Rather than the vapid plastic surgery ads that fill US inflight magazines Solomon Airlines' magazine was full of cool war history articles.


Had me at "bush lime".


John F. Kennedy was a ship captain in the US Navy during WW2 and his ship was destroyed, stranding him and his crew on an island in the Solomons. A couple of locals rescued him.


There's so many sunken ships left from WW2 north of Honiara that it's called Iron Bottom Sound.




When it was time for landing my seatbelt somehow got lodged under the butt of the local lady seated next to me so I just covered my lap so no one would know I wasn't buckled. How naughty of me. Life in the fast lane indeed.


There were a whole lot of people in flower print shirts on the flight and they must have been Fijian because of all the bula's and vinaka's they said when we landed. It was cute. Vinaka means thank you. Those were the only two words I learned in Fiji and it seems that I made good choices. 


The airport in Honiara, Solomon Islands had an unnerving chain link fence viewing area on the second floor. It felt a little like I was landing at a prison. The airport was formerly known as Henderson Field, and control of this airfield was the focus of the Guadalcanal campaign between the US and Japan in WW2. Guadalcanal is the name of the principal island of the Solomons. It's funny I'd definitely heard of Guadalcanal due to the battles fought here but I don't think I'd ever heard of the Solomon Islands before I turned into a travel maniac.




















My Airbnb had some definite character. Sleeping on these was sort of like sleeping in a spiderweb.


I seriously thought that that door was a closet. I went back outside and asked one of the workers where the bathroom was because I figured there was a shared facility. He looked at me like I was a lunatic while he explained that the toilet was in the room. The room's toilet seat came pre-peed on which was nice because now if I wanted it peed on I didn't have to go to the trouble of peeing on it myself. Ah, island life. No worries.


There was one of these mosquito coils burning in the bathroom but there was also one under one of the beds. The bed with the netting that hangs down. I didn't want to wake up on fire so I slept on the other bed the first night.


The bathroom was open with only netting keeping the critters at bay. It was failing at this job and the bathroom was full of mosquitos the whole time I stayed here. I brushed my teeth real fast while doing jumping jacks to keep them off of my precious precious blood.




There was a complimentary fruit plate waiting for me in the fridge. That was a nice touch. I'm embarrassed to admit that I thought I had discovered a new fruit to sample when I bit into one of those red things and realized it was just balled watermelon.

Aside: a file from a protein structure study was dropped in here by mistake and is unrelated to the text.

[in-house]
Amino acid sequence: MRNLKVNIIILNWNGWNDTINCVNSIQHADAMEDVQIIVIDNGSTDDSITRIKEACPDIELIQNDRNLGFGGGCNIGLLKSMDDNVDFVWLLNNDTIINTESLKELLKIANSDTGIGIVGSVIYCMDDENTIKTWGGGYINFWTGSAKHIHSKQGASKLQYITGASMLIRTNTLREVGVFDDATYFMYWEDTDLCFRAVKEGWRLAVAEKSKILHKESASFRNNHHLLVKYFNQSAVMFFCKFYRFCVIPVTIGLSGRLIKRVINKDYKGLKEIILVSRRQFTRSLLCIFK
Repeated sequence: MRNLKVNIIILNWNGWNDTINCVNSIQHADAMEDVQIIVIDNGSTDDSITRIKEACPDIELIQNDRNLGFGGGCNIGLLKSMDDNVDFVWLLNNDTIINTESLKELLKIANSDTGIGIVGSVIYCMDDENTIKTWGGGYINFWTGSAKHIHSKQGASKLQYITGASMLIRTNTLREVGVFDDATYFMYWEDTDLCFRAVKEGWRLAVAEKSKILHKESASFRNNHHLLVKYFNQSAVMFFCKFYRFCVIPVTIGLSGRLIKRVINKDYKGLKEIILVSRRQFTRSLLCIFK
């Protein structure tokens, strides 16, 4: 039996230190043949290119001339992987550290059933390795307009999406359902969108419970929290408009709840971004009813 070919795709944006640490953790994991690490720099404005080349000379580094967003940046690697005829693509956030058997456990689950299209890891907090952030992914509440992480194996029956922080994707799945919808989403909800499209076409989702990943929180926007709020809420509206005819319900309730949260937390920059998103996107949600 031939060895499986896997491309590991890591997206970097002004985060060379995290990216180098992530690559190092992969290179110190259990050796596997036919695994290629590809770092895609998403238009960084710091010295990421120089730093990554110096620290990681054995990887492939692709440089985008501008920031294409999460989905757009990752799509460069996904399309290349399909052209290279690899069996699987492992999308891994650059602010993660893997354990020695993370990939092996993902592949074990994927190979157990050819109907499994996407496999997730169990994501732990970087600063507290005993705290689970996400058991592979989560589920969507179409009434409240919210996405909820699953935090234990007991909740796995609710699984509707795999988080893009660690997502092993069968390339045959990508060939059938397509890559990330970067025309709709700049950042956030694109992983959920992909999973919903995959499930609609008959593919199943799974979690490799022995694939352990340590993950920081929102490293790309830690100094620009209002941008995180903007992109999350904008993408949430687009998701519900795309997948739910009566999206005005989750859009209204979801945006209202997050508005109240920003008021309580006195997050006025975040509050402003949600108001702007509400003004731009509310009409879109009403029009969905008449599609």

It's funny this place is pretty basic but it's still way better than the Boy Scout camp I worked at when I was 16. Really I don't know if I've ever stayed in a worse environment than that and I lived there for weeks. A particularly horrid detail I can remember is that ants must have liked the warmth of my alarm clock because they would crawl up the power cord into the insides of the clock and live in there. I could see them walking around behind the glass when I checked the time.


The ocean isn't as magical as travel brochures try to make it seem. It's often smelly, dirty, and cold. But I'll give it one thing: the sound of it is amazing. Even just while sitting in my room reading I could enjoy that sound in the background. It's like a constant soothing white noise soundtrack.


My Airbnb was notable because it sort of was a real bed and breakfast. There were maybe 6 rooms total that I seemed to be the only person who hated themself enough to stay at, but the restaurant was solid and there were other foreigners eating there every time I visited.




The capital city of Honiara is essentially two roads that run parallel to the ocean.


It's Sunday so everything is closed so I can just relax and not feel guilty that I'm missing out on the cultural majesty of some museum somewhere. Even the market is closed.

I decided to check out some of the hotel bars in the city. The hotel was in White River, a suburb of Honiara, but the road to Honiara was totally walkable. I read in the guidebook that the neighborhood surrounding my room was sketchy and not to go out at night and I was like whatever I keep it real. I got maybe a block before I turned around and asked the staff to call me a cab.

I never felt directly threatened it was just really creepy. There were lots of little stands selling things and lots of people out but there was very little light on anywhere. I figured the chances of getting hit by a car alone were pretty high. I saw a dog limping around in the shadows. When a passing car's headlights met the creature it turned skeletal. I could probably see the thing's heart beating if I got close enough.


While I waited for my cab I overheard a big group of English speakers at the hotel restaurant. I asked about that and the guy said they were health aid workers of some sort. They sounded Australian.


Well I planned to sort of hop from hotel to hotel and see the sights but I only ended up going to the Heritage Park Hotel. For one thing the place was big and had multiple bars which fulfilled my hopping hopes but the streets were pretty lightless even here in the capital. Wandering around at night alone in the dark isn't usually recommended anywhere so... I did not do it. Heritage is the nicest hotel probably in the country as well so that didn't hurt. I want to say it was the governor's mansion dating back to when the country was a British colony. At time the area was known as the British Solomon Islands Protectorate.